One local group provides food for hospital patients and homeless Vietnamese — sometimes by delivering leftovers from a restaurant. By Lien Hoang. Photo by Fred Wissink.
It’s one of the biggest conundrums of the 21st century: the world produces more than enough food to feed everyone, but millions go hungry. One can blame corruption, speculative trading of commodities like rice and soy, or mismanagement of distribution. But at the grassroots level, one Vietnamese charity is tackling a more layman’s cause: waste.
A nonprofit group called 6789 is working with Black Cat restaurant to give its leftovers to some of Ho Chi Minh City’s poorer residents. The charity had already had a history of gathering fresh food donations to prepare and give out its own meals. But now it also could collect ready-made dishes.
“When people give us vegetables and potatoes and such, it’s not ready [to be eaten],” says Dang Quoc Binh, who founded 6789 and named it after the decades in which members were born. “So when we’re getting it from a restaurant, it’s convenient, it saves us the time of cooking it.”
The group says that maintaining dignity is as important as feeding the hungry. While the food from Black Cat is as clean and intact as what it serves customers, recipients could take offense and feel they are merely getting what others do not want.
“Sometimes people are hurt if you tell them these are leftovers,” 6789 adviser Nguyen Hong Ngoc says. “So we just give the food to them, make sure it’s hot.”
Here’s how it works: after Black Cat finishes a catering gig, it sometimes has leftovers that were never served because it made too much food. Owner Geoffrey Deetz then refrigerates the remainders and calls 6789. They come the next day for pick-up, take the food back to Binh’s place to divide it up, and then hand it out. There can be anywhere from 50 to 150 servings’ worth of salads, BBQ meats, burgers, soup, brownies, goi cuon and other dishes.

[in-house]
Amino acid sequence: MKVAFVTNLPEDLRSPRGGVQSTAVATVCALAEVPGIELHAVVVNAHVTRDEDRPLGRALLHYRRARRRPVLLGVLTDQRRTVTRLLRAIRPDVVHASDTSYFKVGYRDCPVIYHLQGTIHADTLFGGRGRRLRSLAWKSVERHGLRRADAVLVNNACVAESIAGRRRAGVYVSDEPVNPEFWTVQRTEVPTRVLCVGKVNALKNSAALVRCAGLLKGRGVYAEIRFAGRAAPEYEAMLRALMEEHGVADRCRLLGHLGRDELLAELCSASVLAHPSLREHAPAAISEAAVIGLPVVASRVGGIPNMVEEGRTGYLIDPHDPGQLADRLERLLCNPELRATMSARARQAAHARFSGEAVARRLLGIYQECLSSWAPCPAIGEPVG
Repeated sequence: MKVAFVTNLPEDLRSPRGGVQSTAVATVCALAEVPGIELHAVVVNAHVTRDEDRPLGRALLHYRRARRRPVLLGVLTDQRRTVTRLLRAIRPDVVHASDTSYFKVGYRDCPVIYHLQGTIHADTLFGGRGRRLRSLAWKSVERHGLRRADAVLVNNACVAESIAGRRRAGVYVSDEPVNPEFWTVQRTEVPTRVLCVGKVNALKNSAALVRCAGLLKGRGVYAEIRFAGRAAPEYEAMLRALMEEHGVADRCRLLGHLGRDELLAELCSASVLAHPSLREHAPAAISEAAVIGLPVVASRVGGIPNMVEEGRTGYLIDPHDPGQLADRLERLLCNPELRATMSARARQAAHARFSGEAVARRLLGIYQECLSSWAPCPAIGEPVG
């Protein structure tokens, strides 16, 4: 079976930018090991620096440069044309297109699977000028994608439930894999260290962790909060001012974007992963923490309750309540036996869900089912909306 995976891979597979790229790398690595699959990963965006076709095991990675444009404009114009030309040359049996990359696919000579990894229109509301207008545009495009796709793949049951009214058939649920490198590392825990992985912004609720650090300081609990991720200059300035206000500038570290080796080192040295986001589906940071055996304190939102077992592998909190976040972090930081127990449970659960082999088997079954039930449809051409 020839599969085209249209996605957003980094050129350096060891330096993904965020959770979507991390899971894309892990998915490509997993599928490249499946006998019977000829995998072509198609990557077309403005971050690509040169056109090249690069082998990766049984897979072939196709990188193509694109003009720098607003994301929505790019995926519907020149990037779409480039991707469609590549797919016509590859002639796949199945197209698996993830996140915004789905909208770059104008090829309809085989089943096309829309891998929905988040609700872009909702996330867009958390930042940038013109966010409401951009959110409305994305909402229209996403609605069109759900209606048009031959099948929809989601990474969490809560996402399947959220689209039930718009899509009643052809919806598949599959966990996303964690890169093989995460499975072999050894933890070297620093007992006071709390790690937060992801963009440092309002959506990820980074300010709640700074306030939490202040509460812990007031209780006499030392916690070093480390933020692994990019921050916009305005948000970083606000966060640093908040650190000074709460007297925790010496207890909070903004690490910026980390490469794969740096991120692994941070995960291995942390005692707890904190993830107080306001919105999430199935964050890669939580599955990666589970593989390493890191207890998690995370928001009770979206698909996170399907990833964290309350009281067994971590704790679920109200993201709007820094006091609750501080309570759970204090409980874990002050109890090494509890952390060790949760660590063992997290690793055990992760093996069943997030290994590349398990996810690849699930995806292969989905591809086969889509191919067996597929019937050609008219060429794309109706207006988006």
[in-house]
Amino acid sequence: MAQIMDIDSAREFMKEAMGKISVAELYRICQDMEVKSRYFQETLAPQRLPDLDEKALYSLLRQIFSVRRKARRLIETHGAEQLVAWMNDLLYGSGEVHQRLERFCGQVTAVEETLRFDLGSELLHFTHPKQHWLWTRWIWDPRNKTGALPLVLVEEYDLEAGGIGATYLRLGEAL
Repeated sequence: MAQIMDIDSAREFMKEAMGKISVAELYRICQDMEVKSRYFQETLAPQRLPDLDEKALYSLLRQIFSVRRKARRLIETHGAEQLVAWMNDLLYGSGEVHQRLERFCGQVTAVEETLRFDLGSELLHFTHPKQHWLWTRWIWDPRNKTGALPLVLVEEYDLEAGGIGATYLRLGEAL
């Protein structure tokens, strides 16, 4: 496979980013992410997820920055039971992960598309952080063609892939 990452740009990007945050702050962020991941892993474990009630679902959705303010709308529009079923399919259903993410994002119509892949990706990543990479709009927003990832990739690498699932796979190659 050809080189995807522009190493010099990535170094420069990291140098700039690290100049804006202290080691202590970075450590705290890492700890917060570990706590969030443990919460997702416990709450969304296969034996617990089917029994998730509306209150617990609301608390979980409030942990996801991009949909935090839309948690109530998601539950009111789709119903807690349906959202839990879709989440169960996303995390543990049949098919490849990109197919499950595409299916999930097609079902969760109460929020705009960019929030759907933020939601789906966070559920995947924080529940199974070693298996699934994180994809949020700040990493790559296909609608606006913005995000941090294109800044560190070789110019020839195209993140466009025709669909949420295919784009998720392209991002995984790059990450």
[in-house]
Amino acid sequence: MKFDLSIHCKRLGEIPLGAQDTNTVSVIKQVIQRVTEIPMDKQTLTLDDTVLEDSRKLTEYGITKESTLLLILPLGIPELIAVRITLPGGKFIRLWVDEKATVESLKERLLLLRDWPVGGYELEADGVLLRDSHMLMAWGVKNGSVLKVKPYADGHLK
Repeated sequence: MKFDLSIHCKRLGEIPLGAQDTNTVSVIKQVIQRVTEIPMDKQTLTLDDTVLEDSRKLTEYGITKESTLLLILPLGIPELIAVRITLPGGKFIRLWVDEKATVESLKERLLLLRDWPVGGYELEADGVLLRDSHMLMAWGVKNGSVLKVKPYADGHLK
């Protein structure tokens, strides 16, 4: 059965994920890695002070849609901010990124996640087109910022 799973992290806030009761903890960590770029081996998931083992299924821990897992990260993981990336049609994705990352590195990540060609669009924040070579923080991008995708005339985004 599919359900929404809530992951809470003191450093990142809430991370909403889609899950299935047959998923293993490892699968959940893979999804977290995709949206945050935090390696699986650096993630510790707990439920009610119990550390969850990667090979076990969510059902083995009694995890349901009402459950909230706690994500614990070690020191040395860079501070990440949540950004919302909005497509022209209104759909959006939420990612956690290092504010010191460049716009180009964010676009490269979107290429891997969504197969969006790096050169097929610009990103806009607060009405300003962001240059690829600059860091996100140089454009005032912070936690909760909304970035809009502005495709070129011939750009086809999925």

Deetz says he hopes other establishments with large-scale operations will follow suit.
“I think the hotels and buffets are one of the biggest untapped sources of foods that could go to the poor,” he says. It has long bothered him that in the food industry, “there’s a tremendous amount of food wasted.”
In addition to homeless people and the working poor (such as xe om drivers and lottery ticket sellers), 6789 gives the food to hospital patients who can’t afford meals during their stays.
Roger Ferrel, who introduced 6789 to Black Cat, said patients depend on their families for food.
“If you go to FV hospital, they feed you, three meals a day,” says Ferrel, president of Kids First, which helps the disabled. “But if you go to a Vietnamese hospital, they don’t feed you.”
He adds, “Some of these family members are from far away, so they don’t have the facilities to cook for their family or for themselves, and they can’t afford to buy food. So 6789 has filled the gap.”
The charity has a list of 200 student volunteers it calls on to help distribute the food every Sunday evening. They wear black-and-orange 6789 T-shirts and take the food to different streets around Ho Chi Minh City. They choose evening, when they know the city’s lowest-income residents will be returning home from work.
Binh says feeding the hungry is just one part of his group’s mission. The other is to inspire a culture of giving among young Vietnamese, a culture he hopes will benefit future generations and other areas of social need. He has a network of nearly 2,000 online members now, many of them students who received meals and lodging from 6789 when they came into the city for university testing.
Ngoc says teaching the students is part of 6789’s activities.
“We tell the volunteers, when you give out food, you have to smile, use both hands, and say, ‘Chuc ngon mieng,’” or bon appetit, she says.
On a recent Sunday morning, about 20 members of 6789 met on the southern edge of District 1, formed smaller groups, and then dispersed in search of bottles and cardboard they could recycle for money. For meals not provided by Black Cat, 6789 relies on this money and cash donations to buy and cook food. On this morning, they visited small businesses like convenience shops to collect recyclables, handing out slips of paper to explain their activities and give contact details in case people wanted to donate later. As they walked along, some of the students would stop here and there to pick up litter.
The group also takes donations at markets, particularly food that goes into the typical meal of rice, meat, vegetables and soup. If people want to give clothing or other in-kind donations, 6789 redistributes those, as well.
To make a real dent on world hunger requires the competence of broad-minded policymakers. But in the meantime, 6789 is full of ordinary people who aren’t waiting for leaders to act.
The group 6789 can be reached at email@example.com or firstname.lastname@example.org. Its website is Hoi6789.vicongdong.vn.